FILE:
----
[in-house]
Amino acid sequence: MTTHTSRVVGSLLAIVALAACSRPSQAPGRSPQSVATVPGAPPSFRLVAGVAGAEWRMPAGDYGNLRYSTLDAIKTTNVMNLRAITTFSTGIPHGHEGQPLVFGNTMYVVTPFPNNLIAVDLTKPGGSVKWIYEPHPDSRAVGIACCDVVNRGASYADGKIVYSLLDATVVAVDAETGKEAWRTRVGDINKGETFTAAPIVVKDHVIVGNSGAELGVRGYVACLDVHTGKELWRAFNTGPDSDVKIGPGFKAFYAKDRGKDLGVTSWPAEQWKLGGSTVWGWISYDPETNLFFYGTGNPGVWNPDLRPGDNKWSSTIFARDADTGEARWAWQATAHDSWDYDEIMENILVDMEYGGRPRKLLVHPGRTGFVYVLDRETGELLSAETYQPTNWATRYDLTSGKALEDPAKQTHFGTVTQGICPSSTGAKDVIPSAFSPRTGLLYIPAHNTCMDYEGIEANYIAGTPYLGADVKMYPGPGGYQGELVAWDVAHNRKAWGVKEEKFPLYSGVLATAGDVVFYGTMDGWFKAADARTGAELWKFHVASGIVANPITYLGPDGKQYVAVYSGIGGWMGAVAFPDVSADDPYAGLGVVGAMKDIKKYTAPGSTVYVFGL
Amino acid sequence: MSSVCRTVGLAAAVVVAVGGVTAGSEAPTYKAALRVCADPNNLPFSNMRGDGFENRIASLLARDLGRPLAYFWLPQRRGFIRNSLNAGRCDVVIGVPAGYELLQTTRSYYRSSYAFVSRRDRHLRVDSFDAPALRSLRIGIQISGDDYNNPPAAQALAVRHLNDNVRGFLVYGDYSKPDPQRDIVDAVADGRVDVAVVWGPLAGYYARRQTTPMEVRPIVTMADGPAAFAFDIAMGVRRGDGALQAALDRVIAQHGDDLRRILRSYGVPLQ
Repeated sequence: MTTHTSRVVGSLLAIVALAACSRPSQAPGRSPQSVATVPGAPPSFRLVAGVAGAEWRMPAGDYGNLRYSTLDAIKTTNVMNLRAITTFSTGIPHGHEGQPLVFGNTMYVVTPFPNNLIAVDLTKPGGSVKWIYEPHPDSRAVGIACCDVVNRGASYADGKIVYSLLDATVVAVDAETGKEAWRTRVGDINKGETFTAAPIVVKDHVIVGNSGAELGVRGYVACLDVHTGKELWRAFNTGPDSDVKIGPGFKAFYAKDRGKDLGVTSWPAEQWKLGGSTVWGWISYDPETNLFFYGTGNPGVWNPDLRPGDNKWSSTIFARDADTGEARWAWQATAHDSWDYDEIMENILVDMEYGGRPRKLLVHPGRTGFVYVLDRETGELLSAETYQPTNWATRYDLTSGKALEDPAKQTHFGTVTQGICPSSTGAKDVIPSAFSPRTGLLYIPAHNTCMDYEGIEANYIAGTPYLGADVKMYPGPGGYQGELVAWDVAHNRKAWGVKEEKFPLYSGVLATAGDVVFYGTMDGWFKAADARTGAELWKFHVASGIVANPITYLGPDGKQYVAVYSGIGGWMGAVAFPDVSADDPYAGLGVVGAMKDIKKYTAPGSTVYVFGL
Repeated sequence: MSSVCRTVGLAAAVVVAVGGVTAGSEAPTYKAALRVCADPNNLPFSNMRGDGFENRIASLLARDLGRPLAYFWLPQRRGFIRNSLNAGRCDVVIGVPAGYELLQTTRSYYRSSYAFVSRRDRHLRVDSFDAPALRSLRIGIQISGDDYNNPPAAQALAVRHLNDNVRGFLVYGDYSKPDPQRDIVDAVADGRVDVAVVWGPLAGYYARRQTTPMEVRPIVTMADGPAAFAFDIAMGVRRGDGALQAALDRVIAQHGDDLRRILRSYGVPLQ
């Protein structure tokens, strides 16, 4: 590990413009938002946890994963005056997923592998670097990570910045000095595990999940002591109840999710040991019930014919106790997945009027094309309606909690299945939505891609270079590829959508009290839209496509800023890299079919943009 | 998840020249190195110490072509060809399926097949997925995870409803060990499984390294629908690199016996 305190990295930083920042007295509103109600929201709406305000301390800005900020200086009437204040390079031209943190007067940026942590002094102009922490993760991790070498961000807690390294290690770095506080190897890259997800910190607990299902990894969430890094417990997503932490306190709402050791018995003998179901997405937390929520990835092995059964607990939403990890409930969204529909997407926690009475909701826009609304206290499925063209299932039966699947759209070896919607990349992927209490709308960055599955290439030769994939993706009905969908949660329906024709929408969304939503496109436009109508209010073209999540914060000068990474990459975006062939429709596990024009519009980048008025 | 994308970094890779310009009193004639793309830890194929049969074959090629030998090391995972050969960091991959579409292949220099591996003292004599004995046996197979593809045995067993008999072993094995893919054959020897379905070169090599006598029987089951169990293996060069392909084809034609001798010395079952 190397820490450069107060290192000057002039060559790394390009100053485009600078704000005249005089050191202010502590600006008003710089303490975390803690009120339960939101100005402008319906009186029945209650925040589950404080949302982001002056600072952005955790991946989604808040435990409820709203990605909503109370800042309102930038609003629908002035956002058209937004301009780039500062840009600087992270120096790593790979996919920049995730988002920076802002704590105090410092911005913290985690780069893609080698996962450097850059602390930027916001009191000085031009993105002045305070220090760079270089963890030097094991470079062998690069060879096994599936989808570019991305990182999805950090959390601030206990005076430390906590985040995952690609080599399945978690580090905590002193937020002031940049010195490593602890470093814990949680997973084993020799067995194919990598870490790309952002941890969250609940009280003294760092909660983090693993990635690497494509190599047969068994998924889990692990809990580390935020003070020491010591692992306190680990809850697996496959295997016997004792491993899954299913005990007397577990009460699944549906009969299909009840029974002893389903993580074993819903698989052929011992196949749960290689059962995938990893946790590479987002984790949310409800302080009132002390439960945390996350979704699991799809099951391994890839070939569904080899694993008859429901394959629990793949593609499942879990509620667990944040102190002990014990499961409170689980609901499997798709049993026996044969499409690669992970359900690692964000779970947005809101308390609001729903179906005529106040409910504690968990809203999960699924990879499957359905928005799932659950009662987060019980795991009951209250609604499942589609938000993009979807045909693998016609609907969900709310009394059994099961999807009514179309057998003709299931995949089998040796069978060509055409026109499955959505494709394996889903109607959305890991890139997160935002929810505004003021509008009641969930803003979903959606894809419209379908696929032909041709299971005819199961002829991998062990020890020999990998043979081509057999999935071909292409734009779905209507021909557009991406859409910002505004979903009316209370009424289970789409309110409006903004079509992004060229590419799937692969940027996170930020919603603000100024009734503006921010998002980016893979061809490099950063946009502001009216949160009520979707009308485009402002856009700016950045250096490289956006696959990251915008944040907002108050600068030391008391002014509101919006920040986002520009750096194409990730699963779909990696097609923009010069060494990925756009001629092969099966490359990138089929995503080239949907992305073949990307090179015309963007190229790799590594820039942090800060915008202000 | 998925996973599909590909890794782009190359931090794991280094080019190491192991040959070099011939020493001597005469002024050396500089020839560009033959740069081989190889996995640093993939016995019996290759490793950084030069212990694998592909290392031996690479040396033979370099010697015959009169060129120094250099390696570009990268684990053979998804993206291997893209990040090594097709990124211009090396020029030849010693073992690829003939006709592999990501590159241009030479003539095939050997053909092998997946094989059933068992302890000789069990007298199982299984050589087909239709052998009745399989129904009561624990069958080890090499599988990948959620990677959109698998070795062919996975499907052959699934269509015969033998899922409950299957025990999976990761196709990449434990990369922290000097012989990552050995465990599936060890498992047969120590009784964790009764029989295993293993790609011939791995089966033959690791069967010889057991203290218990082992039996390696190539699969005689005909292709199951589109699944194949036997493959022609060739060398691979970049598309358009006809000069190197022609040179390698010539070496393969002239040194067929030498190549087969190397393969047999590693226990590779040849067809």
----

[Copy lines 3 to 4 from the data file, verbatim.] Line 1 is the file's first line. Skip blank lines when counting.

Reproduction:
Amino acid sequence: MSSVCRTVGLAAAVVVAVGGVTAGSEAPTYKAALRVCADPNNLPFSNMRGDGFENRIASLLARDLGRPLAYFWLPQRRGFIRNSLNAGRCDVVIGVPAGYELLQTTRSYYRSSYAFVSRRDRHLRVDSFDAPALRSLRIGIQISGDDYNNPPAAQALAVRHLNDNVRGFLVYGDYSKPDPQRDIVDAVADGRVDVAVVWGPLAGYYARRQTTPMEVRPIVTMADGPAAFAFDIAMGVRRGDGALQAALDRVIAQHGDDLRRILRSYGVPLQ
Repeated sequence: MTTHTSRVVGSLLAIVALAACSRPSQAPGRSPQSVATVPGAPPSFRLVAGVAGAEWRMPAGDYGNLRYSTLDAIKTTNVMNLRAITTFSTGIPHGHEGQPLVFGNTMYVVTPFPNNLIAVDLTKPGGSVKWIYEPHPDSRAVGIACCDVVNRGASYADGKIVYSLLDATVVAVDAETGKEAWRTRVGDINKGETFTAAPIVVKDHVIVGNSGAELGVRGYVACLDVHTGKELWRAFNTGPDSDVKIGPGFKAFYAKDRGKDLGVTSWPAEQWKLGGSTVWGWISYDPETNLFFYGTGNPGVWNPDLRPGDNKWSSTIFARDADTGEARWAWQATAHDSWDYDEIMENILVDMEYGGRPRKLLVHPGRTGFVYVLDRETGELLSAETYQPTNWATRYDLTSGKALEDPAKQTHFGTVTQGICPSSTGAKDVIPSAFSPRTGLLYIPAHNTCMDYEGIEANYIAGTPYLGADVKMYPGPGGYQGELVAWDVAHNRKAWGVKEEKFPLYSGVLATAGDVVFYGTMDGWFKAADARTGAELWKFHVASGIVANPITYLGPDGKQYVAVYSGIGGWMGAVAFPDVSADDPYAGLGVVGAMKDIKKYTAPGSTVYVFGL